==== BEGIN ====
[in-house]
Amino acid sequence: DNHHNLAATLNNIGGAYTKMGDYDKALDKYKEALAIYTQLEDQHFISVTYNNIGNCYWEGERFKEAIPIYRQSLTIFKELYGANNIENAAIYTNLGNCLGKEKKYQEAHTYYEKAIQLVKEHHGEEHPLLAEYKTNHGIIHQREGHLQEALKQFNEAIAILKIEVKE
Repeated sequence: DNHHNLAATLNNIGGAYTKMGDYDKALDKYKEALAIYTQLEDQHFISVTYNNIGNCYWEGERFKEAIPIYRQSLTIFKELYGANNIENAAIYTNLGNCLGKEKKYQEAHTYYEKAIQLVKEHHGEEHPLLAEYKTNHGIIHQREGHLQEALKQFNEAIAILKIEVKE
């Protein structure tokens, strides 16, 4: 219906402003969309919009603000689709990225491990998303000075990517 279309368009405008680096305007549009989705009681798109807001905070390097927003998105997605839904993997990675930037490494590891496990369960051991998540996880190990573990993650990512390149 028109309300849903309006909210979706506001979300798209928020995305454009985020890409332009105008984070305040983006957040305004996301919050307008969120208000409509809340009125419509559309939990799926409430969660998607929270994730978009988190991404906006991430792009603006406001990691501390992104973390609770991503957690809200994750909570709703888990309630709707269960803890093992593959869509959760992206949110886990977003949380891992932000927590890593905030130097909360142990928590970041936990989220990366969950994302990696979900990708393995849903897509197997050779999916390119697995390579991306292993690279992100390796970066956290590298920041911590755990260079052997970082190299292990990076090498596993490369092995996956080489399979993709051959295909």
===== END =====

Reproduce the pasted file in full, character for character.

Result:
[in-house]
Amino acid sequence: DNHHNLAATLNNIGGAYTKMGDYDKALDKYKEALAIYTQLEDQHFISVTYNNIGNCYWEGERFKEAIPIYRQSLTIFKELYGANNIENAAIYTNLGNCLGKEKKYQEAHTYYEKAIQLVKEHHGEEHPLLAEYKTNHGIIHQREGHLQEALKQFNEAIAILKIEVKE
Repeated sequence: DNHHNLAATLNNIGGAYTKMGDYDKALDKYKEALAIYTQLEDQHFISVTYNNIGNCYWEGERFKEAIPIYRQSLTIFKELYGANNIENAAIYTNLGNCLGKEKKYQEAHTYYEKAIQLVKEHHGEEHPLLAEYKTNHGIIHQREGHLQEALKQFNEAIAILKIEVKE
């Protein structure tokens, strides 16, 4: 219906402003969309919009603000689709990225491990998303000075990517 279309368009405008680096305007549009989705009681798109807001905070390097927003998105997605839904993997990675930037490494590891496990369960051991998540996880190990573990993650990512390149 028109309300849903309006909210979706506001979300798209928020995305454009985020890409332009105008984070305040983006957040305004996301919050307008969120208000409509809340009125419509559309939990799926409430969660998607929270994730978009988190991404906006991430792009603006406001990691501390992104973390609770991503957690809200994750909570709703888990309630709707269960803890093992593959869509959760992206949110886990977003949380891992932000927590890593905030130097909360142990928590970041936990989220990366969950994302990696979900990708393995849903897509197997050779999916390119697995390579991306292993690279992100390796970066956290590298920041911590755990260079052997970082190299292990990076090498596993490369092995996956080489399979993709051959295909």